Shopping for and comparing senior living communities is only part of the process of transitioning from a longtime home to a community. Just as important as choosing a community is knowing when you’re ready.
“The bottom line is no one ever really wants to leave their home,” says Paul Markowitz, founder of Senior Living Specialists. “There are a lot of other things that seem more pleasant to think about besides a major life change like this. However, when people get out there and see what is available now, it won’t seem nearly as overwhelming as they think.”
Retirement Living Resources
Information overload is likely to occur when gathering information on retirement communities and other senior living resources. When it’s time to research the different options, this is a good place to start.
Belmont Village Turtle Creek offers mid-rise living in the heart of the Turtle Creek community. The community offers easy access to high-end dining and retail centers, medical care, numerous churches and synagogues, and the Dallas Theater Center and Arts District. Amenities include concierge services and daily scheduled transportation, fitness center, indoor pool, underground garage parking, technology center, and chef-prepared meals with over 24 daily menu choices in Josephine’s Kitchen and a bistro for casual dining. Belmont Village Turtle Creek provides a full continuum of lifestyle and support, including independent living, assisted living, and award-winning memory care programs. In fact, Belmont recently received Argentum’s Best of the Best award which recognizes innovative programs and services that advance excellence in senior living. First implemented in 2007, Belmont’s Circle of Friends® program was developed to address an unmet need in memory care.
The Conservatory at Plano and the Conservatory at Keller Town Center are beautiful sister independent living communities owned and operated by Discovery Senior Living. The communities are both finely appointed throughout, with apartments that provide full kitchens, designer touches, and plenty of space. Both communities offer a Grand Clubhouse, the heart of the community, with a movie theater, main dining room, gym, beauty shop/barbershop, heated pool and hot tub spa, card room, and game room, bistro, putting green, and computer lounge. Services include chef-prepared gourmet meals with a large selection of menu choices daily, concierge local appointment and planned transportation, activity program that reflects interests of the residents, in-house network of healthcare providers, and full maintenance and housekeeping services.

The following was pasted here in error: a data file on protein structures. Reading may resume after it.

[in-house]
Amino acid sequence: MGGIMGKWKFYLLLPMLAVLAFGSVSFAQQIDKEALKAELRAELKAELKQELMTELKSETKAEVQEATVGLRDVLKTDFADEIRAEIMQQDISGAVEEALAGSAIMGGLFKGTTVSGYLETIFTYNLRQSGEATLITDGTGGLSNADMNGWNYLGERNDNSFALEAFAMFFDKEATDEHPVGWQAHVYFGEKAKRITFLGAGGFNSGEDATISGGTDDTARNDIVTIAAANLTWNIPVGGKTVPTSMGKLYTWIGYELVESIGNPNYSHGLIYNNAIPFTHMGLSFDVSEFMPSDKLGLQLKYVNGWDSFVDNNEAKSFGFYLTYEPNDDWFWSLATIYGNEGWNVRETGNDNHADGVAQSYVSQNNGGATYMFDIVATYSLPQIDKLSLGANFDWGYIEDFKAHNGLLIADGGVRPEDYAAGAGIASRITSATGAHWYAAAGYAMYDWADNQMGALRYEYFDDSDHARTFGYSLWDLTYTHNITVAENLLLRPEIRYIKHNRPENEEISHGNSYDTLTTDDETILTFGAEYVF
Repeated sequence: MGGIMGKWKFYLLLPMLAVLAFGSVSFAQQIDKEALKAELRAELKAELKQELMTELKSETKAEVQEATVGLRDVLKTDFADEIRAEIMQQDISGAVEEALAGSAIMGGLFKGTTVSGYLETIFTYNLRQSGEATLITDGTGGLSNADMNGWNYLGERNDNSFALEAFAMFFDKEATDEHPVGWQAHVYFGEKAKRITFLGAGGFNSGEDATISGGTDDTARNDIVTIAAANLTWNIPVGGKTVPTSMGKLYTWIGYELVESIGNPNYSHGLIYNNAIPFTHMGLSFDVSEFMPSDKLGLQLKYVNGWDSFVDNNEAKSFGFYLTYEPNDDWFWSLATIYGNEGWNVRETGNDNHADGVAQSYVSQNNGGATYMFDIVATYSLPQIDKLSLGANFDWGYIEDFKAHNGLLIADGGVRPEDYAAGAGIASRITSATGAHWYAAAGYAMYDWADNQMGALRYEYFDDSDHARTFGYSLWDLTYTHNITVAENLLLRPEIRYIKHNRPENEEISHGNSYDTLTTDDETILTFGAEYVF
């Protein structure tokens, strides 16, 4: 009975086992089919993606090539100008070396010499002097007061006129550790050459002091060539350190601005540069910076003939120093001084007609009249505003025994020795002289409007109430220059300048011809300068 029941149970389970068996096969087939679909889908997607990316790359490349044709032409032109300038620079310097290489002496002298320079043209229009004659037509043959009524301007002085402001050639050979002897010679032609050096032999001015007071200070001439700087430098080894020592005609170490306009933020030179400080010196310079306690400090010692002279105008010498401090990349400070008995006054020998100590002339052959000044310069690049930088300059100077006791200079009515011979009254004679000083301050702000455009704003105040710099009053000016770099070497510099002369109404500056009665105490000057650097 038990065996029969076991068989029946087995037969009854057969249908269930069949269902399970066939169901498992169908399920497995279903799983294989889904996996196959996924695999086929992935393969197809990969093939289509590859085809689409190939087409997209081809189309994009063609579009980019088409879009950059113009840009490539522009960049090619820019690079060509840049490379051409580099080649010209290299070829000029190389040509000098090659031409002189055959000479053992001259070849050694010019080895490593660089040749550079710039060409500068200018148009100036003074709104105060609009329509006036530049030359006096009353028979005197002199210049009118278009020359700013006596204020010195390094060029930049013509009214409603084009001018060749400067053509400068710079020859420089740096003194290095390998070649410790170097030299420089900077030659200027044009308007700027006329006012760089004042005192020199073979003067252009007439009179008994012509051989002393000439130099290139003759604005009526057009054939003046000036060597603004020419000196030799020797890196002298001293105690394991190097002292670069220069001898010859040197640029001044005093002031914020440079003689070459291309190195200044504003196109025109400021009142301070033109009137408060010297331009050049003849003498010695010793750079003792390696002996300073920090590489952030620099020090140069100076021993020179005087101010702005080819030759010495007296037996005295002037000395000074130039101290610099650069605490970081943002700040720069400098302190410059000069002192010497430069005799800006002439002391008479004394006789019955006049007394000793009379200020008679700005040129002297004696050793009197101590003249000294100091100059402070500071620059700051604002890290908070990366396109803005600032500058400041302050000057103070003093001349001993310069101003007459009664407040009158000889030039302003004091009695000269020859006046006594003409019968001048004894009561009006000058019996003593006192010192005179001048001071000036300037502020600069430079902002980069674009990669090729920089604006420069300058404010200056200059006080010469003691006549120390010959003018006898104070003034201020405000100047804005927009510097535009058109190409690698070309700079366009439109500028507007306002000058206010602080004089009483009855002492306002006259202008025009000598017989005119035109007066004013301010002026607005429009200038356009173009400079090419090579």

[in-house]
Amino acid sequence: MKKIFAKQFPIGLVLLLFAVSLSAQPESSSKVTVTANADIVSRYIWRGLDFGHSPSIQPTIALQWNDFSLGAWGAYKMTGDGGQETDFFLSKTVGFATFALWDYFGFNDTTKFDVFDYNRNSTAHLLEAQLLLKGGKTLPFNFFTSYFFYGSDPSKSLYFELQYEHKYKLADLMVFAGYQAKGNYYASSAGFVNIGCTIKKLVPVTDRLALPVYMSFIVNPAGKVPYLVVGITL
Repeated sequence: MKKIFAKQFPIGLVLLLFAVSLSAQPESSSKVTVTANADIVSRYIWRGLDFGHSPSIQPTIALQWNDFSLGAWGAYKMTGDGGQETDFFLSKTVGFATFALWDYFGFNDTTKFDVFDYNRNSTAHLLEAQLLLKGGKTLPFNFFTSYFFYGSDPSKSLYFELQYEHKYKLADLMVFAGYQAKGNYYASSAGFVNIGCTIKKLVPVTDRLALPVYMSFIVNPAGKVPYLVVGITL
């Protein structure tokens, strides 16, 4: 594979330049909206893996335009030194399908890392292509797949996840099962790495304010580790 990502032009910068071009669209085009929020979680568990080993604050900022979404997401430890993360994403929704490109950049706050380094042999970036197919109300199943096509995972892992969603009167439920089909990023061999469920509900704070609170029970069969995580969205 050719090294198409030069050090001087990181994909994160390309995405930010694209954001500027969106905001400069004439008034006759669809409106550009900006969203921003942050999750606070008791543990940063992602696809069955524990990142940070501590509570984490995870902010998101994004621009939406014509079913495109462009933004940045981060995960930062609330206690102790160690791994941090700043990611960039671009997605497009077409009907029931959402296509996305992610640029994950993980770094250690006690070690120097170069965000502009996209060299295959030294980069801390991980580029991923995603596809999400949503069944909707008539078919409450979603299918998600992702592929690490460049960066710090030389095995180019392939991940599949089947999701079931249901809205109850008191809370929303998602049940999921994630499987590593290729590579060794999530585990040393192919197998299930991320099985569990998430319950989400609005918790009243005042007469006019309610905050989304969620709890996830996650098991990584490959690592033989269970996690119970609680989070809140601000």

The Legacy Willow Bend is committed to giving residents more than just quality care. It delivers experiences. This is a place where people with fascinating backgrounds build new friendships, learn new skills, challenge each other, and find new ways to enjoy life each and every day. The Legacy Senior Communities is a not-for-profit Jewish-sponsored organization that offers a wide selection of senior housing and health care services to people of all faiths and backgrounds. The Legacy Willow Bend is a Life Care community that includes independent living, assisted living, memory care, short-term rehabilitation, and long-term skilled nursing on a 28–acre campus in Plano. The Legacy at Home meets the growing demand for in-home health care and serves the Dallas-Fort Worth area with Medicare-certified home health services. And, coming to Dallas in 2019, The Legacy Midtown Park will offer a full continuum of care in a rental-based model, as well as a more urban, contemporary feel close to synagogues, shopping, dining, and more.
Ventana by Buckner, opening early 2019, is situated on a prominent rise overlooking the Park Cities and downtown Dallas and available for seniors 62 and older. Ventana’s adjacent 12-story towers will offer scenic views from floor-to-ceiling windows in every direction. From the beautifully landscaped patio lounge and rooftop gardens, where residents will mix and mingle, to the 12th-story Sky Lounge, where fabulous vistas are always on the menu, Ventana is changing views of senior living. Ventana’s residents will receive the benefits of an independent living apartment within a vital and socially active community along with the covenant of Life Care and medical assistance if and when those services are needed. The Life Care covenant sets Ventana apart because it defines the financial arrangement under which care and residency for life is provided at any level, once you are approved for residency, even if you should outlive your assets.
The Tradition – Lovers Lane
5850 E. Lovers Lane, Dallas, Texas 75206
The Tradition- Prestonwood
15250 Prestonwood Blvd., Dallas, Texas 75248
5340 Towne Square Drive Plano, Texas 75024
5601 Democracy Dr., Ste. 175, Plano, TX, 75024
4205 W. Northwest Hwy, Dallas, Texas 75220